CH Smith Marine has selected the best binoculars, suited for your outdoor and boating use. To avoid moisture (and salt) penetration under these conditions, that would result in fogging of the interior glass during temperature changes; we reckon the best binoculars are waterproof: nitrogen filled/purged and O-ring sealed .
Binocular specifications come with two sets of numbers, such as 7x50 or 10x50 to describe the power (magnification) Vs the diameter (in mm) of the front lens. A 7x50 pair of binoculars for example, has a magnification of 7 (7x), so an object will appear 7 times closer than reality, and a front lens with a 50mm aperture. Larger apertures mean increased light gathering ability, but size is then a trade-off with weight and chunkiness.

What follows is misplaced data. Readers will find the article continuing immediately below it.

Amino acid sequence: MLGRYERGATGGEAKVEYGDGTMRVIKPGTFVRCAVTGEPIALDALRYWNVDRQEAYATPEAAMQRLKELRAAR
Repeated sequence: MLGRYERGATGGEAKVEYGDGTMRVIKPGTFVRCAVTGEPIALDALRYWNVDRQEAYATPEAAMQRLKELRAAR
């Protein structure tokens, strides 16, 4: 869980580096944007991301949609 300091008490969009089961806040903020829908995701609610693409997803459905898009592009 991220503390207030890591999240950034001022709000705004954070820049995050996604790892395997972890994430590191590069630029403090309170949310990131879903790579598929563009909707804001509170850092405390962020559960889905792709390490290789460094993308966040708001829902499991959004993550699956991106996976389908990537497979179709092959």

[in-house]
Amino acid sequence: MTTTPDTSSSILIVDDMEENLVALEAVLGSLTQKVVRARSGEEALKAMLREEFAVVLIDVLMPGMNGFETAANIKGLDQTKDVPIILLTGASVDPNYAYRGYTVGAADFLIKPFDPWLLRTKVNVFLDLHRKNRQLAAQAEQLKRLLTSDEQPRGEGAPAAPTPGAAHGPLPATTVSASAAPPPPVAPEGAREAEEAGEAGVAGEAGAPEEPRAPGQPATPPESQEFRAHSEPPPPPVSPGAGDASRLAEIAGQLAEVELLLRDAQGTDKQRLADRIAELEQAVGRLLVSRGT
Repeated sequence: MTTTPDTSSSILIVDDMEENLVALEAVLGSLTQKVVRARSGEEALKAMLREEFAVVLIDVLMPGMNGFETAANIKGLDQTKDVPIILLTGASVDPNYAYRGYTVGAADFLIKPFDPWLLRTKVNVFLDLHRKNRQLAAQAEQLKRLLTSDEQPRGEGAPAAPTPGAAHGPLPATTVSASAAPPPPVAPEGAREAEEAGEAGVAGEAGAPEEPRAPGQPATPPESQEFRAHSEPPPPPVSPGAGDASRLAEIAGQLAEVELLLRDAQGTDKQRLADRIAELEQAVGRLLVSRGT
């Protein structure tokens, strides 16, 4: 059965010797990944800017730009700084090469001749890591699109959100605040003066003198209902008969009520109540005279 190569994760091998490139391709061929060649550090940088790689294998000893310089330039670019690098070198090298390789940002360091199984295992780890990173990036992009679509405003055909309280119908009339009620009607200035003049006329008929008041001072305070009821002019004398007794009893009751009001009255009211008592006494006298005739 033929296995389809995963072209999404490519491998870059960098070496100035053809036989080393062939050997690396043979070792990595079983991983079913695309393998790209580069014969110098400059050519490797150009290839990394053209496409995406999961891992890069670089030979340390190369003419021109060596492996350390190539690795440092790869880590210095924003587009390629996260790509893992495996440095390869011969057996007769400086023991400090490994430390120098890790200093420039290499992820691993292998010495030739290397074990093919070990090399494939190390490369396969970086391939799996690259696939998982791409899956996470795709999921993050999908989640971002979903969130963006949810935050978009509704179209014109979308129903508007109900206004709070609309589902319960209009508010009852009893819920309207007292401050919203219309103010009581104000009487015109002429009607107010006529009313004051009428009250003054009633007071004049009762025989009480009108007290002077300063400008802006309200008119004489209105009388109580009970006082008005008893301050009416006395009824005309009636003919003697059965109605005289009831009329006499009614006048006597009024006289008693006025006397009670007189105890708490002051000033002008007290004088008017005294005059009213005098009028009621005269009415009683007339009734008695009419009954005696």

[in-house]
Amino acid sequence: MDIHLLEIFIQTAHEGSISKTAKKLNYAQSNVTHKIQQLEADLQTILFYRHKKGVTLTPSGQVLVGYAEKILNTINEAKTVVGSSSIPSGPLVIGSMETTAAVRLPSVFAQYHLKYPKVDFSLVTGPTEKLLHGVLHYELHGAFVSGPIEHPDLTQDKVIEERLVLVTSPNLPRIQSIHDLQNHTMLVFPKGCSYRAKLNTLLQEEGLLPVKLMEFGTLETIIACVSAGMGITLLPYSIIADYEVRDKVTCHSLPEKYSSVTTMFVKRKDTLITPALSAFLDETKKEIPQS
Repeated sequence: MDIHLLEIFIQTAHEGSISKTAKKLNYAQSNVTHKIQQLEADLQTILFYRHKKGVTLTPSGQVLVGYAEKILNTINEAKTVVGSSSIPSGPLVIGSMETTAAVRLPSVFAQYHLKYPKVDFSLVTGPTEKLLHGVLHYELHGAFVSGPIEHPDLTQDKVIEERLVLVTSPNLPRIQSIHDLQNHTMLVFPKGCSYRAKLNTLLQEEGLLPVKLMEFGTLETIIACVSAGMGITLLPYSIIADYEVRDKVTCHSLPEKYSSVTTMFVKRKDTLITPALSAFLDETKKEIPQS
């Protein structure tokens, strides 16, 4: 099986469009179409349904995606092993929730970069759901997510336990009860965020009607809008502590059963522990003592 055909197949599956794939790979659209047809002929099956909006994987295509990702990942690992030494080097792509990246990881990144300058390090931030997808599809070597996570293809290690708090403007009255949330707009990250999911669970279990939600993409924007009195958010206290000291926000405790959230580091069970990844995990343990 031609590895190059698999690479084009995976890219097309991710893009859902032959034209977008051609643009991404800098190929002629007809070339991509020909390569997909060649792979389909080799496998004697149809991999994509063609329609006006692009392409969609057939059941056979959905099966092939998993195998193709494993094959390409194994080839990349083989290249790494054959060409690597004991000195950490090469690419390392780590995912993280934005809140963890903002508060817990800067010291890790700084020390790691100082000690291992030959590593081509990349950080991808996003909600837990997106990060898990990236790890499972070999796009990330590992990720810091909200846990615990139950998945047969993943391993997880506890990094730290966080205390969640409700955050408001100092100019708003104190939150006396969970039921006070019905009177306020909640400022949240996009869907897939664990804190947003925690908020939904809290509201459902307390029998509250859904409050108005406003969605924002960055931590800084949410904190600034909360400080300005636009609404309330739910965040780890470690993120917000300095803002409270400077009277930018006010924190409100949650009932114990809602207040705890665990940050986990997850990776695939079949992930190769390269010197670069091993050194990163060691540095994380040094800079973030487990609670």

Higher magnification comes with a reduced field of view (FOV) making it more difficult to find and keep distant objects centred while bouncing around on the water. So when out on the water, increased power does mean the best binocular! Mariners often consider 7x50 binoculars to give the best functionality all round.
The prisms (porro prisms or roof prisms) are the guts of your binoculars, but not all prisms are created equal. At CH Smith we stock the Gerber marine binoculars with BAK-4 porro prisms. They're made from superior optical glass to produce clearer images.
Marine binoculars shouldn't be considered a "nice to have" item on your boat. Would you leave dock without your life jackets or VHF radio?, likewise binoculars should be considered an essential item of boat safety and navigation equipment.